[August 8, 2020] The ultimate goal of any leader is to lead people from Point A (a less desirable place) to Point B (a better place). The “how” is what leadership is all about. When there is a point in the future no sane person wants to get to, the best leaders develop a strategy, gathers resources, and lead people to an alternative. What to do about Iran’s nuke strategy will soon be an unavoidable Pink Flamingo event. What to do about it is the question of today.
Discussions involving how to prevent Iran from obtaining nuclear weapons are many. But no international organization has dealt with the question of how to prepare for that day. The struggle in the Middle East between Iraq (or its proxies) and the region is a battle for supremacy. It’s not new and will not go away anytime soon.
Iran’s central objective is not the destruction of Israel, although that goal is not far from the minds of its leaders. More important is their continued existence. A nuclear blast in Israel at the hands of Iran’s leadership will promptly lead to Iran’s end. The objective of Iran is to render the regime immune to external attack as it pursues its quest for regional hegemony.1
There is no question that individual Middle East states, notably including Israel, along with other European and American countries, must prepare themselves for the prospect of a nuclear Iran. The atomic world is already perilous. Current estimates are that 10,000 nuclear warheads are scattered across the globe. Likewise, 51 nuclear devices have been lost entirely, their whereabouts unknown.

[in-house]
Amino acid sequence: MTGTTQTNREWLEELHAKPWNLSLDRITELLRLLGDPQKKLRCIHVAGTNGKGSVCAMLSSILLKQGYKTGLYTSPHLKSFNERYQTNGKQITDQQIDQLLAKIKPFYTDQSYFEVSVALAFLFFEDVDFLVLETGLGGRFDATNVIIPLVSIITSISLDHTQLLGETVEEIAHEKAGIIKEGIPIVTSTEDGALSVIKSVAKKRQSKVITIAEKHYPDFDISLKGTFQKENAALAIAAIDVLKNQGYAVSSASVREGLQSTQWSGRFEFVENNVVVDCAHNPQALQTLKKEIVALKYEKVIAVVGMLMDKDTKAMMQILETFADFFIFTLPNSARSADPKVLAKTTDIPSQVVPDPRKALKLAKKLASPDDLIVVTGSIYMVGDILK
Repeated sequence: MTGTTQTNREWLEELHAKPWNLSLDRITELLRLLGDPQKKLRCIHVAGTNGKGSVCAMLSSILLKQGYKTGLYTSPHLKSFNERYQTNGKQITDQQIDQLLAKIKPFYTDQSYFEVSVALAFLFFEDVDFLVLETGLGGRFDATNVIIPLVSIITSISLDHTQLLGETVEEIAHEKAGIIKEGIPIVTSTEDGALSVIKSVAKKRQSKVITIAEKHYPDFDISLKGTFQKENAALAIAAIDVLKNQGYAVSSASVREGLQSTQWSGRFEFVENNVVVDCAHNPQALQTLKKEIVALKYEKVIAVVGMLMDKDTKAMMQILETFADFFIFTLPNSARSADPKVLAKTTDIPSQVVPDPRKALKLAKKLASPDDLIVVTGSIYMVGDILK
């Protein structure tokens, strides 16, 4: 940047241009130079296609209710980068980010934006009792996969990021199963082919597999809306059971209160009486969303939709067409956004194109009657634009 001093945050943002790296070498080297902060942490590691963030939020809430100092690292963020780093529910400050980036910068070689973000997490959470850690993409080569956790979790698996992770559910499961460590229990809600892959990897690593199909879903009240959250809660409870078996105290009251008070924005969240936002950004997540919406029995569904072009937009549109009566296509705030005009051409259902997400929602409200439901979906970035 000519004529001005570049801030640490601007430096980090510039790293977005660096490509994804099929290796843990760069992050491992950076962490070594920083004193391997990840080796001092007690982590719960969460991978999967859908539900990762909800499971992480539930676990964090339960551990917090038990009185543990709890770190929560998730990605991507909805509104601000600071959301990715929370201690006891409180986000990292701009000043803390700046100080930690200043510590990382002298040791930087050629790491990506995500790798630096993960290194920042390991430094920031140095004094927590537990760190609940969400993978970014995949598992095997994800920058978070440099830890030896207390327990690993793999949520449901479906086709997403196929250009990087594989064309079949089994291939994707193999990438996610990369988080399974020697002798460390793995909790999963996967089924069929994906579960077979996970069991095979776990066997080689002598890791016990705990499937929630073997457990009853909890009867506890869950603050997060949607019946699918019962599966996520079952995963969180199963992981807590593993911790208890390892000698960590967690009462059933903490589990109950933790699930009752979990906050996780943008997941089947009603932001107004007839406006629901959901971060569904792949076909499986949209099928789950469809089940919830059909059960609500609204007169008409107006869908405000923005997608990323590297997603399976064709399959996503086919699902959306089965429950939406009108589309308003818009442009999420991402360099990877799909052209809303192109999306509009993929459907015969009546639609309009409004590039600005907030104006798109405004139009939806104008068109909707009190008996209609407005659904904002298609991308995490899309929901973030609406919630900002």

Our international community, mostly represented by the United Nations, has its head in the sand. Individual countries that fail to properly plan for such a Pink Flamingo incident will lead to disaster. Some argue that a single or small number of nuclear strikes is not an endgame for any military. But the level of destruction will stretch the resources of any country.
The most crucial element in preparedness is good communication with the citizenry. Those educated on how to survive temporarily without power, food, and water will be better off in such a nuclear scenario. Panic is a problem that can be largely overcome with proper training and preparation.
Our current policy of silence on what can and should be done in case of a nuclear emergency is wrong. Indeed, a chance of a nuke attack from Iran is small, but the possibility rises with increased instability in the Middle East. America is a world leader. Its leadership should be investing heavily in preparedness now and not wait until the Pink Flamingo rises.